After being on an uptrend for about three weeks, the spring wheat market has slowed down a little bit in mid-September as the end of harvest draws close.
December Minneapolis futures on Sept. 15 were at around $5.30. That puts cash prices in the region between $4.40-$4.80, according to Erica Olson, market development and research manager for the North Dakota Wheat Commission.
“There is some harvest pressure, and obviously, we’re toward the end of harvest and also we’re seeing some larger crop projections in parts of the world, so that just continues to add to the abundant supply levels,” Olson said.
Giving some context to the market, on Sept. 12, USDA released its WASDE report (World Agricultural Supply and Demand Estimate). The report had no major changes to the U.S. situation overall, although there were some very small changes to the various classes. “Otherwise, most of the changes were for the world situation and they were all pretty much bearish, unfortunately,” she said.
In the report, USDA had higher production forecasts for both Canada and Australia, which offset a decline USDA forecast for Argentina. Australia’s production was raised by 92 million bushels (MB), pushing the new estimate to just over 1 billion bushels (BB). Canada’s production estimate was increased by 73 MB to 1.3 BB.
“For both countries, that’s a near record crop, so they continue to get larger,” she said.
Argentina’s crop production estimate was decreased by 40 MB in the report, bringing the new estimate down to 716 MB, mainly because of dry conditions there.
Overall, world wheat production was projected higher this month to a new record of 28.3 BB, Olson pointed out. USDA did increase Chinese demand a bit up to 257 MB, which would be the highest in 25 years.
“We are seeing fairly strong demand from them,” she said. “But still, even with that change, ending stocks increased again this month to another record at 11.7 BB.
“It’s important to note that about 60 percent of those stocks are being held in China and India and are not really available to the world market, but that’s still a big number,” she added.
Olson explained that lately there have been a lot of factors supporting the market, including good demand, dry conditions in Argentina and increasing wheat prices in Russia.
“The fact is these large supply and stock numbers are going to continue to pressure prices,” she said.
There were no changes specifically for hard red spring wheat numbers in the WASDE report. Harvest in the U.S. is starting to wind down with about 92 percent harvested as of mid-September, and all of the spring wheat states were at 90 percent or more complete.
“In contrast to last year, we had a good harvest season (this year), good weather which minimized any harvest delays and quality issues,” Olson said. “It’s good that we’ve gotten this much harvest done because, as we get further into the month, the weather is cooler and there are shorter days for harvest. So the bulk of the crop came off in good condition.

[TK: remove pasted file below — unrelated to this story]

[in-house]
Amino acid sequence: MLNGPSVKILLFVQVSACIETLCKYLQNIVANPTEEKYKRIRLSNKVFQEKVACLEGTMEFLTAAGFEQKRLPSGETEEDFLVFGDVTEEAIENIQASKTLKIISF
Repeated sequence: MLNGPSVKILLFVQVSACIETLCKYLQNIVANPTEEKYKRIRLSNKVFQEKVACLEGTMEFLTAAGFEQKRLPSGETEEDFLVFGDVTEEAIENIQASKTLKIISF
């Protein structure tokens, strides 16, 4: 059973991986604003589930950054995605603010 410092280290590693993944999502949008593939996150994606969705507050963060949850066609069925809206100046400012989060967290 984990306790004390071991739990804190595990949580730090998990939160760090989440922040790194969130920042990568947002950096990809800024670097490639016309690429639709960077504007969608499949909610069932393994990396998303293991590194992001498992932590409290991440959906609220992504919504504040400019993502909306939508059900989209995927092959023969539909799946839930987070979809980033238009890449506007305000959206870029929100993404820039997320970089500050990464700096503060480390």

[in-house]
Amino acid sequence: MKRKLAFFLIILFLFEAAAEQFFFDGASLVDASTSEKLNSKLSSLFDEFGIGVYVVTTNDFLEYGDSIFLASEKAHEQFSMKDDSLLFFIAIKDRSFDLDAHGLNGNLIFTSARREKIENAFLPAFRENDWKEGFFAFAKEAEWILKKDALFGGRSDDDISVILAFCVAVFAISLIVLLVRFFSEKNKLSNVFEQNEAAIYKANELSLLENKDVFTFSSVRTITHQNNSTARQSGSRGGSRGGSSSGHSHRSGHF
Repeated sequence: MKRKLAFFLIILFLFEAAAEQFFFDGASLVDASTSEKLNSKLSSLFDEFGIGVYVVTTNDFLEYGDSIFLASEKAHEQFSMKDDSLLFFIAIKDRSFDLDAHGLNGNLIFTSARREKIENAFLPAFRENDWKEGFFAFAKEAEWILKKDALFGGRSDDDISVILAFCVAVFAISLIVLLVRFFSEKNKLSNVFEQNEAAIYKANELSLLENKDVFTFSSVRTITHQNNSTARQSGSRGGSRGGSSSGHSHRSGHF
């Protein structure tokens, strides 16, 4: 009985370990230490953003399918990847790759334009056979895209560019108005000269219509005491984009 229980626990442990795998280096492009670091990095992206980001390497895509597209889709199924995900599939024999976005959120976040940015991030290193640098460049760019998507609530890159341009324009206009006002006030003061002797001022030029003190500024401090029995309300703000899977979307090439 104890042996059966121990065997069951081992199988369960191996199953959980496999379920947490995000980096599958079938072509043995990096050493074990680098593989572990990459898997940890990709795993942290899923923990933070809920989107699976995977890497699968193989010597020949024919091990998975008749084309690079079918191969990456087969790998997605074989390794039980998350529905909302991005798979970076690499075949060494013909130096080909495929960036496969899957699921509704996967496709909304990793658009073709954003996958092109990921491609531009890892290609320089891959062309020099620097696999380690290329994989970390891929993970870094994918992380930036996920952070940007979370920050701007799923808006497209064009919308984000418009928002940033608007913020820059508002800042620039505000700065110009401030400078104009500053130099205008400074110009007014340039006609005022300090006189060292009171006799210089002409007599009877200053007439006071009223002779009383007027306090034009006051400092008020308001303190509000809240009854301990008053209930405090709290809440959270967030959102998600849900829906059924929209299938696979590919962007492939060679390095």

“We’re seeing very good quality, as well,” she continued. “Looking at the samples that are collected every year for the crop quality report, so far protein is averaging around 14.6 percent, we have high falling numbers, strong test weights at 61.6 pounds per bushel average, low damage and the crop is currently grading a No. 1, so overall good quality. The big question mark is the yield.”
USDA has North Dakota’s yield at 48 bushels per acre, but producers have been reporting yield amounts all over the board.
“We’ve heard below average yields, we’ve heard above average yields so from our standpoint it’s tough to pinpoint what the average might actually be in the state,” she said, adding that USDA will provide updated numbers at the end of the month.
One thing that did cause some concern in the market, according to Olson, was freezing temperatures over Labor Day.
“For the most part in North Dakota, most of the crop was harvested or mature so there was probably very little damage,” she said. “In Canada there’s likely to be some damage, it’s tough to say, but obviously their harvest is a lot further behind than ours. We’ll just have to wait and see on that.”
According to Canada’s provincial crop report, as of Sept. 12, a third of the spring wheat crop in Saskatchewan had been harvested, while Manitoba was at two-thirds complete and Alberta’s spring wheat harvest was under 20 percent complete, meaning there is still a ways to go.
On the demand side, exports have been relatively strong and the U.S. is seeing increased demand from China. U.S. sales there so far have reached 54 MB. That compares to just 2 MB last year, a number that was impacted severely due to the tariff.
“The bulk of that amount to China has been hard red winter wheat, but we’re seeing good spring wheat demand, too, with just over 14 MB sold there,” she said, adding that overall U.S. wheat sales total 476 MB, which is up 8 percent.
Looking at spring wheat specifically, sales are up 14 percent. In addition to the good demand the U.S. is seeing from China, we also have very strong sales to Japan, the Philippines and other top customers from the Asian region.
“If we see this continue that helps support prices, but I think we have to be a bit cautious just given the larger crops in Canada and Australia,” Olson said. “We’ll definitely see more competition for exports from them.”